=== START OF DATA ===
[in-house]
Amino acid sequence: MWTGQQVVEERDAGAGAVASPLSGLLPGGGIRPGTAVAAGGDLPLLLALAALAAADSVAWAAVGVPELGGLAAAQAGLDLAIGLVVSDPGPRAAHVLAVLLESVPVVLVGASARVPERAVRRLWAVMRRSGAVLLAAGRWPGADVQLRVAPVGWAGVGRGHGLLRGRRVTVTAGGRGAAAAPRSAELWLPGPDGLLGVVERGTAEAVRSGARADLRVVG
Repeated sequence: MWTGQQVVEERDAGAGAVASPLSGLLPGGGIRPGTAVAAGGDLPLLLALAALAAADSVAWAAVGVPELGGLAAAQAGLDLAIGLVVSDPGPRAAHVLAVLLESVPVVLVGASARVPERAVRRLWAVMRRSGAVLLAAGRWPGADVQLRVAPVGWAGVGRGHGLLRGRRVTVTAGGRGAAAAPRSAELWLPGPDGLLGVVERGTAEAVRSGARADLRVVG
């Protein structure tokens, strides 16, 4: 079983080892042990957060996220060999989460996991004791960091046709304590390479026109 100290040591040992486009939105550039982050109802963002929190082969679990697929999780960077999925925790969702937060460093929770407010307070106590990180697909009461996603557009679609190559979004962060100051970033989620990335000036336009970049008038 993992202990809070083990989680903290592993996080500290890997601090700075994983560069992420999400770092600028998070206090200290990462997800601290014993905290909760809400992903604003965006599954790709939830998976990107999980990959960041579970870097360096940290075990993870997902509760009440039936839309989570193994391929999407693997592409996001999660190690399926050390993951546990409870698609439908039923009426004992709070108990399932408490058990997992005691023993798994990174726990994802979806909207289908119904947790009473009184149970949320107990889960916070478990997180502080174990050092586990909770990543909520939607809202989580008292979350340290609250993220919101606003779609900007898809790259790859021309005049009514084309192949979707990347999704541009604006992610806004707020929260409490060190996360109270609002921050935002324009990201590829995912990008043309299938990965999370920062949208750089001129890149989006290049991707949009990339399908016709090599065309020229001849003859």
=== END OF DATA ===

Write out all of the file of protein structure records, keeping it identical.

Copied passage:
[in-house]
Amino acid sequence: MWTGQQVVEERDAGAGAVASPLSGLLPGGGIRPGTAVAAGGDLPLLLALAALAAADSVAWAAVGVPELGGLAAAQAGLDLAIGLVVSDPGPRAAHVLAVLLESVPVVLVGASARVPERAVRRLWAVMRRSGAVLLAAGRWPGADVQLRVAPVGWAGVGRGHGLLRGRRVTVTAGGRGAAAAPRSAELWLPGPDGLLGVVERGTAEAVRSGARADLRVVG
Repeated sequence: MWTGQQVVEERDAGAGAVASPLSGLLPGGGIRPGTAVAAGGDLPLLLALAALAAADSVAWAAVGVPELGGLAAAQAGLDLAIGLVVSDPGPRAAHVLAVLLESVPVVLVGASARVPERAVRRLWAVMRRSGAVLLAAGRWPGADVQLRVAPVGWAGVGRGHGLLRGRRVTVTAGGRGAAAAPRSAELWLPGPDGLLGVVERGTAEAVRSGARADLRVVG
């Protein structure tokens, strides 16, 4: 079983080892042990957060996220060999989460996991004791960091046709304590390479026109 100290040591040992486009939105550039982050109802963002929190082969679990697929999780960077999925925790969702937060460093929770407010307070106590990180697909009461996603557009679609190559979004962060100051970033989620990335000036336009970049008038 993992202990809070083990989680903290592993996080500290890997601090700075994983560069992420999400770092600028998070206090200290990462997800601290014993905290909760809400992903604003965006599954790709939830998976990107999980990959960041579970870097360096940290075990993870997902509760009440039936839309989570193994391929999407693997592409996001999660190690399926050390993951546990409870698609439908039923009426004992709070108990399932408490058990997992005691023993798994990174726990994802979806909207289908119904947790009473009184149970949320107990889960916070478990997180502080174990050092586990909770990543909520939607809202989580008292979350340290609250993220919101606003779609900007898809790259790859021309005049009514084309192949979707990347999704541009604006992610806004707020929260409490060190996360109270609002921050935002324009990201590829995912990008043309299938990965999370920062949208750089001129890149989006290049991707949009990339399908016709090599065309020229001849003859």